Posted by Curt on 20 November, 2007 at 9:38 am. 4 comments already!


First it was “AIDS is gonna get you!” from the UN.

Now it’s “Global warming is gonna get you!”

The result?  Lots of cash rolling in to fund “special projects”. 

And now we find out that the UN has overestimated the number of AIDS cases for years, which is another way to say they were fearmongering for cash.

The United Nations’ top AIDS scientists plan to acknowledge this week that they have long overestimated both the size and the course of the epidemic, which they now believe has been slowing for nearly a decade, according to U.N. documents prepared for the announcement.

AIDS remains a devastating public health crisis in the most heavily affected areas of sub-Saharan Africa. But the far-reaching revisions amount to at least a partial acknowledgment of criticisms long leveled by outside researchers who disputed the U.N. portrayal of an ever-expanding global epidemic.

The latest estimates, due to be released publicly Tuesday, put the number of annual new HIV infections at 2.5 million, a cut of more than 40 percent from last year’s estimate, documents show. The worldwide total of people infected with HIV — estimated a year ago at nearly 40 million and rising — now will be reported as 33 million.

Having millions fewer people with a lethal contagious disease is good news. Some researchers, however, contend that persistent overestimates in the widely quoted U.N. reports have long skewed funding decisions and obscured potential lessons about how to slow the spread of HIV. Critics have also said that U.N. officials overstated the extent of the epidemic to help gather political and financial support for combating AIDS.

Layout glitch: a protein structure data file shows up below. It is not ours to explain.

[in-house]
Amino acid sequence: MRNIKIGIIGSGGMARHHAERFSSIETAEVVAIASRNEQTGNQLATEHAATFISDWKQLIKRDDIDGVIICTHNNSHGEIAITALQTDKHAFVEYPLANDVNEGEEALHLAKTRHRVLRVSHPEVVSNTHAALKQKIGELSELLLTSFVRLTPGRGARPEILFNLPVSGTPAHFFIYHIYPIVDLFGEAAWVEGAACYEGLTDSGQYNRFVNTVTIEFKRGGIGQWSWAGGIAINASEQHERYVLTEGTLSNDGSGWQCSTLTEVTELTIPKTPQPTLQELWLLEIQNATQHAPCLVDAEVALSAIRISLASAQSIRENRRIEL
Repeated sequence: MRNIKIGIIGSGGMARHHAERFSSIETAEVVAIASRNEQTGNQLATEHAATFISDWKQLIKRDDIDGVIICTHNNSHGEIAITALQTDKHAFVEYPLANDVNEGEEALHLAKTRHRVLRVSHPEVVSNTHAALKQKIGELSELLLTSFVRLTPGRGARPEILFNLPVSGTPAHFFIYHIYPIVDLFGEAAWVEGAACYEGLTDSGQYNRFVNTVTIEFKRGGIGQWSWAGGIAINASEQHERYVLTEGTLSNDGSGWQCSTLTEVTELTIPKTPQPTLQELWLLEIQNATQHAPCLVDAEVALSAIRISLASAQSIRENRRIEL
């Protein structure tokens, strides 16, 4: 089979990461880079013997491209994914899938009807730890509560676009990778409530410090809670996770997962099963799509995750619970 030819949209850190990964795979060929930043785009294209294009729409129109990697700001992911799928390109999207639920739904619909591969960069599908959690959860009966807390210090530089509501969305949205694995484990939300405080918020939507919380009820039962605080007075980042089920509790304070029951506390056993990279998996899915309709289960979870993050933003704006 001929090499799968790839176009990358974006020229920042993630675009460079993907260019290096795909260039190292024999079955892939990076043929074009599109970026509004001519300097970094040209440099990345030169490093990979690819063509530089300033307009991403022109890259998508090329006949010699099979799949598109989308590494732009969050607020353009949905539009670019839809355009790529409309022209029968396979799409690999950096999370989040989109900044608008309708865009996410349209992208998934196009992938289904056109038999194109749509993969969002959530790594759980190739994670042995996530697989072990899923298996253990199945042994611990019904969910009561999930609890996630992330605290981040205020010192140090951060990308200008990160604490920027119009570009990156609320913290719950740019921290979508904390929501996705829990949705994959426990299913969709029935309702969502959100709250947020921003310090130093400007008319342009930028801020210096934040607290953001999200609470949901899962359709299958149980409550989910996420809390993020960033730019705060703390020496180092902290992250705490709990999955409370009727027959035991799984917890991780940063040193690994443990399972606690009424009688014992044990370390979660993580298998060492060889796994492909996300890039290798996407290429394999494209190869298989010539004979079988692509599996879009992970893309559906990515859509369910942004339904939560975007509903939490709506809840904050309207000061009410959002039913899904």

For years, UNAIDS reports have portrayed an epidemic that threatened to burst beyond its epicenter in southern Africa to generate widespread illness and death in other countries. In China alone, one report warned, there would be 10 million infections — up from 1 million in 2002 — by the end of the decade.

Piot often wrote personal prefaces to those reports warning of the dangers of inaction, saying in 2006 that “the pandemic and its toll are outstripping the worst predictions.”

But by then, several years’ worth of newer, more accurate studies already offered substantial evidence that the agency’s tools for measuring and predicting the course of the epidemic were flawed.


James Chin, a former World Health Organization AIDS expert who has long been critical of UNAIDS, said that even these revisions may not go far enough. He estimated the number of cases worldwide at 25 million.

“If they’re coming out with 33 million, they’re getting closer. It’s a little high, but it’s not outrageous anymore,” Chin, author of “The AIDS Pandemic: The Collision of Epidemiology With Political Correctness,” said from Berkeley, Calif.

Now lets look into the future:

YEAR – 2015

Meanwhile we have Al Gore spewing:

“It is a mistake to think of the Climate Crisis as one in a list of
issues that will define our future. It is the issue. Everything else
must be viewed through that lense.”

As he gets richer:

Al Gore just won a Nobel Prize for teaching the world to think green, but he’s
also showing he knows a thing or two about another kind of green: money. Since
2000, according to published reports, the former veep has transformed himself
from a public servant with around $1 million in the bank to a sparkling private
consultant with a net worth estimated to be north of $100 million. He’s a senior
adviser to Google, a board member at Apple and now a newly minted general
partner at Kleiner Perkins Caufield & Byers, the Silicon Valley
venture-capital firm that made billions investing early in Netscape, Amazon and

And so does the UN.

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